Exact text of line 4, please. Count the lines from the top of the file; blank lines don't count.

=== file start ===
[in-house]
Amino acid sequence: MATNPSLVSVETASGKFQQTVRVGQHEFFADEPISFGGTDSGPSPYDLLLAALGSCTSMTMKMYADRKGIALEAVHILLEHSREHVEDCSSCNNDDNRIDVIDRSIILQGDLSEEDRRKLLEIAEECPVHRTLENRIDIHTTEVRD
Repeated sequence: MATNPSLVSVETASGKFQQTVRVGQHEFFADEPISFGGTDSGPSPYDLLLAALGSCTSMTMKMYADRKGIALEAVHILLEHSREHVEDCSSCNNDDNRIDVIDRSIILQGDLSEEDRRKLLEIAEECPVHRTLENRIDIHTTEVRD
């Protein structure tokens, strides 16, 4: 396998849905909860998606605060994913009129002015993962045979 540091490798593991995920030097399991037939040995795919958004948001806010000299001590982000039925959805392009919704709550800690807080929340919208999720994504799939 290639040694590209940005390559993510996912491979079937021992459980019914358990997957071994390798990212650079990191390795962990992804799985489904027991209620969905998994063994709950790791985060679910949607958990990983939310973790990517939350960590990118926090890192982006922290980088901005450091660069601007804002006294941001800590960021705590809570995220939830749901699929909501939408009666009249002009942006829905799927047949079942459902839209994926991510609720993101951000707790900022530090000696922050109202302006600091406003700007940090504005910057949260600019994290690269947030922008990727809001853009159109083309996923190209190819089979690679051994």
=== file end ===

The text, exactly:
């Protein structure tokens, strides 16, 4: 396998849905909860998606605060994913009129002015993962045979 540091490798593991995920030097399991037939040995795919958004948001806010000299001590982000039925959805392009919704709550800690807080929340919208999720994504799939 290639040694590209940005390559993510996912491979079937021992459980019914358990997957071994390798990212650079990191390795962990992804799985489904027991209620969905998994063994709950790791985060679910949607958990990983939310973790990517939350960590990118926090890192982006922290980088901005450091660069601007804002006294941001800590960021705590809570995220939830749901699929909501939408009666009249002009942006829905799927047949079942459902839209994926991510609720993101951000707790900022530090000696922050109202302006600091406003700007940090504005910057949260600019994290690269947030922008990727809001853009159109083309996923190209190819089979690679051994």